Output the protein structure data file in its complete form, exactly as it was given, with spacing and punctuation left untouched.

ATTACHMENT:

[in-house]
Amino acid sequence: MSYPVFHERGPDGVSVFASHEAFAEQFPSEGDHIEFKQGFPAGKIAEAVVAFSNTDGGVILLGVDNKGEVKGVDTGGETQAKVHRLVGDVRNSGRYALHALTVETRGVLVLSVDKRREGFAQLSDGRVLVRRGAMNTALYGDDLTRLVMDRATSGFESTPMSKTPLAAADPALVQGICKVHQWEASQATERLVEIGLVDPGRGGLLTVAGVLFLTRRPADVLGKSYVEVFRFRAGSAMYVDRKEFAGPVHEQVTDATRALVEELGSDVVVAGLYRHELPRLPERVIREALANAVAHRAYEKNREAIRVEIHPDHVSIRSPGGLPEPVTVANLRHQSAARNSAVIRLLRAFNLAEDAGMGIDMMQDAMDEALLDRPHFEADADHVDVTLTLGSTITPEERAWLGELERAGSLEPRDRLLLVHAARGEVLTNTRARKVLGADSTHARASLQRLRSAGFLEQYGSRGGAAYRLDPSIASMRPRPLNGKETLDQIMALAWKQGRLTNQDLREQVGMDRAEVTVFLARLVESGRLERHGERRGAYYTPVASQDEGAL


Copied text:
[in-house]
Amino acid sequence: MSYPVFHERGPDGVSVFASHEAFAEQFPSEGDHIEFKQGFPAGKIAEAVVAFSNTDGGVILLGVDNKGEVKGVDTGGETQAKVHRLVGDVRNSGRYALHALTVETRGVLVLSVDKRREGFAQLSDGRVLVRRGAMNTALYGDDLTRLVMDRATSGFESTPMSKTPLAAADPALVQGICKVHQWEASQATERLVEIGLVDPGRGGLLTVAGVLFLTRRPADVLGKSYVEVFRFRAGSAMYVDRKEFAGPVHEQVTDATRALVEELGSDVVVAGLYRHELPRLPERVIREALANAVAHRAYEKNREAIRVEIHPDHVSIRSPGGLPEPVTVANLRHQSAARNSAVIRLLRAFNLAEDAGMGIDMMQDAMDEALLDRPHFEADADHVDVTLTLGSTITPEERAWLGELERAGSLEPRDRLLLVHAARGEVLTNTRARKVLGADSTHARASLQRLRSAGFLEQYGSRGGAAYRLDPSIASMRPRPLNGKETLDQIMALAWKQGRLTNQDLREQVGMDRAEVTVFLARLVESGRLERHGERRGAYYTPVASQDEGAL